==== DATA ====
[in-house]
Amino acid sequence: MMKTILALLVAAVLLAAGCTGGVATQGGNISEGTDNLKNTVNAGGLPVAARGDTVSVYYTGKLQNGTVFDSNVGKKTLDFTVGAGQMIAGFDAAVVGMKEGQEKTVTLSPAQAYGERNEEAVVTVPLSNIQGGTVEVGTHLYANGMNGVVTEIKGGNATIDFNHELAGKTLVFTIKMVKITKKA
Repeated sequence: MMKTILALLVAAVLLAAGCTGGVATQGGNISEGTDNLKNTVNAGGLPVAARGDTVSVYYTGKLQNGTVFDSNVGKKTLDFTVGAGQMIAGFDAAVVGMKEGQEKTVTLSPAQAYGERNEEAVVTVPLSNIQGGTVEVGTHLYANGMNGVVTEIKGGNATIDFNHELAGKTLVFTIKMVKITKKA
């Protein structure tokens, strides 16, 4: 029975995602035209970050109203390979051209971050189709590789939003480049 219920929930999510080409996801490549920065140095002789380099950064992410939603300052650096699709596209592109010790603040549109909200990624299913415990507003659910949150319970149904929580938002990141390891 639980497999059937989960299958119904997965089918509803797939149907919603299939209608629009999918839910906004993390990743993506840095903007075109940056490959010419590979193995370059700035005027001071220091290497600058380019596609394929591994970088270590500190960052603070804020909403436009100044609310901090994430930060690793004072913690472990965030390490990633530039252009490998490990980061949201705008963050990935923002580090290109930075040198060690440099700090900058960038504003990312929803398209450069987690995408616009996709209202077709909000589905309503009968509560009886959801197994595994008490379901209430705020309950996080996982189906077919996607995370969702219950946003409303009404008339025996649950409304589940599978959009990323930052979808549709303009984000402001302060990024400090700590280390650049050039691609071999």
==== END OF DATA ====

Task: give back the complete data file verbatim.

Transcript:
[in-house]
Amino acid sequence: MMKTILALLVAAVLLAAGCTGGVATQGGNISEGTDNLKNTVNAGGLPVAARGDTVSVYYTGKLQNGTVFDSNVGKKTLDFTVGAGQMIAGFDAAVVGMKEGQEKTVTLSPAQAYGERNEEAVVTVPLSNIQGGTVEVGTHLYANGMNGVVTEIKGGNATIDFNHELAGKTLVFTIKMVKITKKA
Repeated sequence: MMKTILALLVAAVLLAAGCTGGVATQGGNISEGTDNLKNTVNAGGLPVAARGDTVSVYYTGKLQNGTVFDSNVGKKTLDFTVGAGQMIAGFDAAVVGMKEGQEKTVTLSPAQAYGERNEEAVVTVPLSNIQGGTVEVGTHLYANGMNGVVTEIKGGNATIDFNHELAGKTLVFTIKMVKITKKA
């Protein structure tokens, strides 16, 4: 029975995602035209970050109203390979051209971050189709590789939003480049 219920929930999510080409996801490549920065140095002789380099950064992410939603300052650096699709596209592109010790603040549109909200990624299913415990507003659910949150319970149904929580938002990141390891 639980497999059937989960299958119904997965089918509803797939149907919603299939209608629009999918839910906004993390990743993506840095903007075109940056490959010419590979193995370059700035005027001071220091290497600058380019596609394929591994970088270590500190960052603070804020909403436009100044609310901090994430930060690793004072913690472990965030390490990633530039252009490998490990980061949201705008963050990935923002580090290109930075040198060690440099700090900058960038504003990312929803398209450069987690995408616009996709209202077709909000589905309503009968509560009886959801197994595994008490379901209430705020309950996080996982189906077919996607995370969702219950946003409303009404008339025996649950409304589940599978959009990323930052979808549709303009984000402001302060990024400090700590280390650049050039691609071999």